Ellis has created something marvellous in the character of Anne Jaccob - her voice is strange, dark and utterly mesmeric. This is historical fiction as I've never encountered it before: full of viscera, snarling humour and obsessive desire. I loved it.
The Butcher's Hook is bewitching: Anne Jaccob is a dark and dangerous heroine and her story is gripping and full of surprises. This is an exciting and hugely impressive debut from Janet Ellis.
Beautifully crafted. Janet Ellis is a masterful storyteller
A triumph; dark, shocking and funny. The voice is perfect and the words glitter like little black jewels.
Terrific... Anne is no 18th-century milquetoast heroine in love. Her savagely witty observations of those around her reveal a sharp and cunning mind... Every word of it is really very good
a spirited, dark debut set in Georgian London with a heroine who will stop at nothing to get what she wants
Janet Ellis has written one of the most hotly-tipped debuts of 2016
The Butcher's Hook doesn't read like a first novel - it is a high-finish performance. Its heroine is an 18th-century teenage girl, who starts demurely although her sex drive turns out to be anything but demure. You need to be braced for violence to rival any Jacobean tragedy: The Butcher's Hook will hook you.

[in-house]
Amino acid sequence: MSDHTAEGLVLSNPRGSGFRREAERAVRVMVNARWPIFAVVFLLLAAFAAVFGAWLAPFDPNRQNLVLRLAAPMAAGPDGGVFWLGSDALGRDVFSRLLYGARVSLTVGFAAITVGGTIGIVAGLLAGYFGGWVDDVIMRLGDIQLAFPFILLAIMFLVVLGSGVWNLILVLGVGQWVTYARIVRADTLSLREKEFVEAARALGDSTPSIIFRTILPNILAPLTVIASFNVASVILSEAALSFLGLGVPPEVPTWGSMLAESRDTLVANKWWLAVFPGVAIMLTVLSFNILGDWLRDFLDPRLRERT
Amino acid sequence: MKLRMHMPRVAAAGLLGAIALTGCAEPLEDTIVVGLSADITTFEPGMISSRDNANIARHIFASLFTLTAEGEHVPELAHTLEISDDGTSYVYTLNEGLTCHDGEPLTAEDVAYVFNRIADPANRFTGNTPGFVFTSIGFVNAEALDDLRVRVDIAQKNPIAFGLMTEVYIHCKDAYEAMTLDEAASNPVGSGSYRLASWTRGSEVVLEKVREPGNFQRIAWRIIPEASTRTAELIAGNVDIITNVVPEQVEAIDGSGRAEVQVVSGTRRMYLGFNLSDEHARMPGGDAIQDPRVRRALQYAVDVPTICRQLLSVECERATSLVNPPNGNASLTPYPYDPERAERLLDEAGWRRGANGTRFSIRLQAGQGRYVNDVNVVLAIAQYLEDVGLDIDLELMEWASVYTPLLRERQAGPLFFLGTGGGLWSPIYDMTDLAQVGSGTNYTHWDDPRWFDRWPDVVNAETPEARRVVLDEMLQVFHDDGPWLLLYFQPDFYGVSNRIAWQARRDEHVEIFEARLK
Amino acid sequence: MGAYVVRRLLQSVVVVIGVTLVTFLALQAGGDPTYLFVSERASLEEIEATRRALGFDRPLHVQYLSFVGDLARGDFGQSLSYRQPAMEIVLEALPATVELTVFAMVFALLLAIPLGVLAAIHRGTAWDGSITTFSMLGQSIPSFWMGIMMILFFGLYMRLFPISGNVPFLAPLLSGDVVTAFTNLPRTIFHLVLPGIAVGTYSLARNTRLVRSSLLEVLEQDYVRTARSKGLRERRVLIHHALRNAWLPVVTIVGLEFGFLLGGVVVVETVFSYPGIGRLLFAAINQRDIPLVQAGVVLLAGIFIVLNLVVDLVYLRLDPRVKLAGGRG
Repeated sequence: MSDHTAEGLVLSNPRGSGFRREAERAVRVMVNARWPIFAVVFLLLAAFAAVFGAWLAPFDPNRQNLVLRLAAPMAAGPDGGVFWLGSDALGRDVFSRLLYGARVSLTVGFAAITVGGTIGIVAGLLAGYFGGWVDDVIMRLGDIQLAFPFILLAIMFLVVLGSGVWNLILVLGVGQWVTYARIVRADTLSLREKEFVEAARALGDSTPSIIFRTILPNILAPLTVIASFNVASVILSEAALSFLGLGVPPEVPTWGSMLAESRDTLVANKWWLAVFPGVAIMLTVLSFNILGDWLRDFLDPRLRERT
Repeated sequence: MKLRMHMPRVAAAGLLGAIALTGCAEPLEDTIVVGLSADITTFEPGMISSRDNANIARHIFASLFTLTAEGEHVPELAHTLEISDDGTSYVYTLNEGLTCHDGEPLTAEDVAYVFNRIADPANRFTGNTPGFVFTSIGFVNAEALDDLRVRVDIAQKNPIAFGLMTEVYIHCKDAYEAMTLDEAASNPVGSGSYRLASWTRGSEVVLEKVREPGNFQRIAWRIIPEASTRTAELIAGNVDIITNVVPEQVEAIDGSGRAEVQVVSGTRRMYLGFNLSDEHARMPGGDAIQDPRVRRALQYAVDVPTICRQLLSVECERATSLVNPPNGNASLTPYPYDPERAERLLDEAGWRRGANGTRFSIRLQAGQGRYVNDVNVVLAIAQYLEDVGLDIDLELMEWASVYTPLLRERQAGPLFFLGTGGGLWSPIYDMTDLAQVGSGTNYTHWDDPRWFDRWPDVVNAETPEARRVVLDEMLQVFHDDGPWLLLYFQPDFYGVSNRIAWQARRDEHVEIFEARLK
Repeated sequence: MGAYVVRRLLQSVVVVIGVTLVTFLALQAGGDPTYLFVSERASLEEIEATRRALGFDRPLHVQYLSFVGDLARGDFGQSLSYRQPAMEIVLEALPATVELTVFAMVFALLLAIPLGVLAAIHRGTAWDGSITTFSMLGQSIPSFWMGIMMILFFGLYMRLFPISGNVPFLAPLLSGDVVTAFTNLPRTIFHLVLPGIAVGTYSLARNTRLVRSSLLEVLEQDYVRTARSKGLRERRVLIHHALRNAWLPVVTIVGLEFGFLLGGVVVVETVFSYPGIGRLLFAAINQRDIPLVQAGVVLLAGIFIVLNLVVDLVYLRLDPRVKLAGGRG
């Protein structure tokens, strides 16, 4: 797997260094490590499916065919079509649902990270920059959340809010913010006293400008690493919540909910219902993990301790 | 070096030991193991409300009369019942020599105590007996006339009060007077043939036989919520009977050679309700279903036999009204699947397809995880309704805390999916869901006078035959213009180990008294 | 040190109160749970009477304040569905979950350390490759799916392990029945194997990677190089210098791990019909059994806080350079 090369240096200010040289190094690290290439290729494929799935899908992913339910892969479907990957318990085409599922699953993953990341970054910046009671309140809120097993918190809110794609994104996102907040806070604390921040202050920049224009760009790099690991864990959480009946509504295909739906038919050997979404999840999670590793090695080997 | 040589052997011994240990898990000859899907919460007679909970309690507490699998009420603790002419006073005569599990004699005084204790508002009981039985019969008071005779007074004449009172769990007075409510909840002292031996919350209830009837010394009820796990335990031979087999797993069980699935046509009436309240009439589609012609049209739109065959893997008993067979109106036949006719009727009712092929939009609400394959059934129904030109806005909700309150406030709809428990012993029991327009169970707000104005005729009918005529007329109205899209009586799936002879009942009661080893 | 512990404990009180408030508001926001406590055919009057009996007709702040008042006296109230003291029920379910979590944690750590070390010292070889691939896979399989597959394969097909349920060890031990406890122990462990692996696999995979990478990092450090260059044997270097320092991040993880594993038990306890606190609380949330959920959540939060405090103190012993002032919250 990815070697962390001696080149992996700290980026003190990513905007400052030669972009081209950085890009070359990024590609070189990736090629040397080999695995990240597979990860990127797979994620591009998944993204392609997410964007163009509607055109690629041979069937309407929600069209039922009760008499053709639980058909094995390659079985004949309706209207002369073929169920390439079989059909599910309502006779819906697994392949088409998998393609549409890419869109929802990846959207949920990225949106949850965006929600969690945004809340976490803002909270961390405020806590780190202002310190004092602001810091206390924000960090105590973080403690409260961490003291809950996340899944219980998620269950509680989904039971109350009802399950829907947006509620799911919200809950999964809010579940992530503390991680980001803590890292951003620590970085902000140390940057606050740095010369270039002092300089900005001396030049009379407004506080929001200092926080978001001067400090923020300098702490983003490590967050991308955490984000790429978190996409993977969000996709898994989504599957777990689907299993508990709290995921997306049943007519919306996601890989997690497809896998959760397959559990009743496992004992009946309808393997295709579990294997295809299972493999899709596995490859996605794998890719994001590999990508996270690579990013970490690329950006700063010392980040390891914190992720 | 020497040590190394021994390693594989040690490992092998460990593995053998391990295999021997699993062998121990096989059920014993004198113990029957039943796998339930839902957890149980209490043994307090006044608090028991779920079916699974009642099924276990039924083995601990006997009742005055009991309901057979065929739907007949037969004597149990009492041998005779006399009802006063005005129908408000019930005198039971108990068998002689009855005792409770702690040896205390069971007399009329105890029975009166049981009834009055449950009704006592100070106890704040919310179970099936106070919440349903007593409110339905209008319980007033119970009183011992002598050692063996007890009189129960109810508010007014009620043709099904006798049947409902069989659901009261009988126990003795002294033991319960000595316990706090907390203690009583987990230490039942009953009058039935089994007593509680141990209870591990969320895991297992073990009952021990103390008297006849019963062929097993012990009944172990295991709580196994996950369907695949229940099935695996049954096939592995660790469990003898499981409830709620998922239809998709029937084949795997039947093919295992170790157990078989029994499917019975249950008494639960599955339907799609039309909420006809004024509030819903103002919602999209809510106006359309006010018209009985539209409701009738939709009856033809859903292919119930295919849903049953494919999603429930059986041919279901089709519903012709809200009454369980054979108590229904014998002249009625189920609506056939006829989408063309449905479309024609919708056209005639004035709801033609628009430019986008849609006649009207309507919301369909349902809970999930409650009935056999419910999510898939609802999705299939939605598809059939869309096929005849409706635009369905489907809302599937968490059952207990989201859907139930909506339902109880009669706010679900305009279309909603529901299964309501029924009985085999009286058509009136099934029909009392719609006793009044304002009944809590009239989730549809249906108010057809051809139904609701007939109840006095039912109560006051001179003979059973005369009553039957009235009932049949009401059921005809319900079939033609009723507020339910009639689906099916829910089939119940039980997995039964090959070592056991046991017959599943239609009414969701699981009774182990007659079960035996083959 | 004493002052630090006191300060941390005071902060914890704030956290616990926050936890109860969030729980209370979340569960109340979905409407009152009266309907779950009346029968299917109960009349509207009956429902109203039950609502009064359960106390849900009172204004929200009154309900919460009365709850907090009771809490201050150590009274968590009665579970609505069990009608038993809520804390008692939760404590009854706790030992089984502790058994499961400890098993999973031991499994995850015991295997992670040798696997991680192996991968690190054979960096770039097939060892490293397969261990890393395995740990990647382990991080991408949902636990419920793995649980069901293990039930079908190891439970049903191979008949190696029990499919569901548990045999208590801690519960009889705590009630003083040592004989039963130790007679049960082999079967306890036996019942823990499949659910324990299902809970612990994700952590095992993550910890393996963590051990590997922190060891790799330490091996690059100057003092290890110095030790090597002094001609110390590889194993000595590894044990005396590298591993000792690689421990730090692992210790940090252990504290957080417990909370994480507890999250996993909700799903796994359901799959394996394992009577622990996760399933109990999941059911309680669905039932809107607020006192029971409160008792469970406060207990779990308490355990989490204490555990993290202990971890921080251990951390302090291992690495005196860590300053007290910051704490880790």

This is a dark, weird, gloriously feminist story of a girl in 1763 pushing against the limits of her role and a dark love story.
Coursing with sexual awakening, this is a compelling story of a young woman... Janet Ellis has a magnetic style that draws you into surprising realms of what can be achieved if the will is strong enough
fun, grimy and romantic, as well as being a properly rollicking adventure
A cracking read... An atmospheric walk through the streets of 1763 London as Anne seeks to be in charge of her own destiny. She finds herself falling for the butcher's apprentice, but her father has already chosen a husband for her..."
The debut novel from the ex-Blue Peter presenter is a doozy
In Anne Jaccob, Ellis has created a fascinating, feisty character whose voice is certainly different from many heroines I have encountered in the past... it is a dark, compelling tale of one unforgettable woman and her quest for love and happiness. It is a story filled with surprises, one that stayed with me long after the final page. It is an impressive debut from Janet Ellis, and I hope to read more of her writing in the future!